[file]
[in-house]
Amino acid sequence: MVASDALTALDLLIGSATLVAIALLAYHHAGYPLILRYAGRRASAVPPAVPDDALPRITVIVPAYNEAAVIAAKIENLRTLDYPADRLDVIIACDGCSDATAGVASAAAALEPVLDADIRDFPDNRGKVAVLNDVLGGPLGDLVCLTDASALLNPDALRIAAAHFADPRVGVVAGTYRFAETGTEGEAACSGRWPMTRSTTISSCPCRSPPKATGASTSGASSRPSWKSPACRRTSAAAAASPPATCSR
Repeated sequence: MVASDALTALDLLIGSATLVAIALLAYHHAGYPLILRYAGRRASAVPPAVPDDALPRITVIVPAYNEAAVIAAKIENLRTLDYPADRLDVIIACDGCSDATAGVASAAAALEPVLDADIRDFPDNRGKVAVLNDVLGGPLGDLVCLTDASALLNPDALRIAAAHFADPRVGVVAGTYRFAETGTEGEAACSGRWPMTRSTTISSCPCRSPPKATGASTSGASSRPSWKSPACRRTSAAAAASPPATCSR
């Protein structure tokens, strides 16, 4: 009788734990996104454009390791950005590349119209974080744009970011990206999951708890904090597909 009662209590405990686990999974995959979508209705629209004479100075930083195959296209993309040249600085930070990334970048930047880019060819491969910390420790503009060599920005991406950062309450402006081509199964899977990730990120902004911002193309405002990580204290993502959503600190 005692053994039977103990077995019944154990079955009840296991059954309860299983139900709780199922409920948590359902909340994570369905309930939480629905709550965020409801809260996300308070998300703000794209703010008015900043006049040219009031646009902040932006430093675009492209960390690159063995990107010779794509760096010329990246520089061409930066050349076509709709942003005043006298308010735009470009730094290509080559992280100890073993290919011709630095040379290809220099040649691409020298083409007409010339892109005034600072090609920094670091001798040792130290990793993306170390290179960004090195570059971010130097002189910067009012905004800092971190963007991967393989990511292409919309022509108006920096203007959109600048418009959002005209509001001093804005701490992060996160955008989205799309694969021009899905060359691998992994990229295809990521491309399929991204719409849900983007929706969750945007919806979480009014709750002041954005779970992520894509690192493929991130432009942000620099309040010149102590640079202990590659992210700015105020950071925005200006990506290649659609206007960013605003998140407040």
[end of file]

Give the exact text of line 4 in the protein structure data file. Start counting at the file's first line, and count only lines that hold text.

């Protein structure tokens, strides 16, 4: 009788734990996104454009390791950005590349119209974080744009970011990206999951708890904090597909 009662209590405990686990999974995959979508209705629209004479100075930083195959296209993309040249600085930070990334970048930047880019060819491969910390420790503009060599920005991406950062309450402006081509199964899977990730990120902004911002193309405002990580204290993502959503600190 005692053994039977103990077995019944154990079955009840296991059954309860299983139900709780199922409920948590359902909340994570369905309930939480629905709550965020409801809260996300308070998300703000794209703010008015900043006049040219009031646009902040932006430093675009492209960390690159063995990107010779794509760096010329990246520089061409930066050349076509709709942003005043006298308010735009470009730094290509080559992280100890073993290919011709630095040379290809220099040649691409020298083409007409010339892109005034600072090609920094670091001798040792130290990793993306170390290179960004090195570059971010130097002189910067009012905004800092971190963007991967393989990511292409919309022509108006920096203007959109600048418009959002005209509001001093804005701490992060996160955008989205799309694969021009899905060359691998992994990229295809990521491309399929991204719409849900983007929706969750945007919806979480009014709750002041954005779970992520894509690192493929991130432009942000620099309040010149102590640079202990590659992210700015105020950071925005200006990506290649659609206007960013605003998140407040």